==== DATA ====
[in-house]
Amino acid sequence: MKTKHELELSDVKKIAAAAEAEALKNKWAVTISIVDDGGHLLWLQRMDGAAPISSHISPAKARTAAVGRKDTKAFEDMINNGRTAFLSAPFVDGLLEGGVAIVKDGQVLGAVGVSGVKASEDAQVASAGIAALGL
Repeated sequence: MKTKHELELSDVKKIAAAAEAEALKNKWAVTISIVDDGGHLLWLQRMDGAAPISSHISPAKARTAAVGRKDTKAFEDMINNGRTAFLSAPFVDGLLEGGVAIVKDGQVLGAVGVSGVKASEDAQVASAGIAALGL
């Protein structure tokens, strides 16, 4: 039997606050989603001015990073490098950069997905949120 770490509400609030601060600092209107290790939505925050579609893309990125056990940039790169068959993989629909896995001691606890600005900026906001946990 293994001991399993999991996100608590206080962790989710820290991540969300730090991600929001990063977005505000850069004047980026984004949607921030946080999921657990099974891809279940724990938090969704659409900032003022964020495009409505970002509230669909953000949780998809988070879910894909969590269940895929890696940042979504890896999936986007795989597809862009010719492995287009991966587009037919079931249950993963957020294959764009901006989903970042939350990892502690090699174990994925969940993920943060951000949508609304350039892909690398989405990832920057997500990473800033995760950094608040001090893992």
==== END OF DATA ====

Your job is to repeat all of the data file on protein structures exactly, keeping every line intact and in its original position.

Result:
[in-house]
Amino acid sequence: MKTKHELELSDVKKIAAAAEAEALKNKWAVTISIVDDGGHLLWLQRMDGAAPISSHISPAKARTAAVGRKDTKAFEDMINNGRTAFLSAPFVDGLLEGGVAIVKDGQVLGAVGVSGVKASEDAQVASAGIAALGL
Repeated sequence: MKTKHELELSDVKKIAAAAEAEALKNKWAVTISIVDDGGHLLWLQRMDGAAPISSHISPAKARTAAVGRKDTKAFEDMINNGRTAFLSAPFVDGLLEGGVAIVKDGQVLGAVGVSGVKASEDAQVASAGIAALGL
């Protein structure tokens, strides 16, 4: 039997606050989603001015990073490098950069997905949120 770490509400609030601060600092209107290790939505925050579609893309990125056990940039790169068959993989629909896995001691606890600005900026906001946990 293994001991399993999991996100608590206080962790989710820290991540969300730090991600929001990063977005505000850069004047980026984004949607921030946080999921657990099974891809279940724990938090969704659409900032003022964020495009409505970002509230669909953000949780998809988070879910894909969590269940895929890696940042979504890896999936986007795989597809862009010719492995287009991966587009037919079931249950993963957020294959764009901006989903970042939350990892502690090699174990994925969940993920943060951000949508609304350039892909690398989405990832920057997500990473800033995760950094608040001090893992």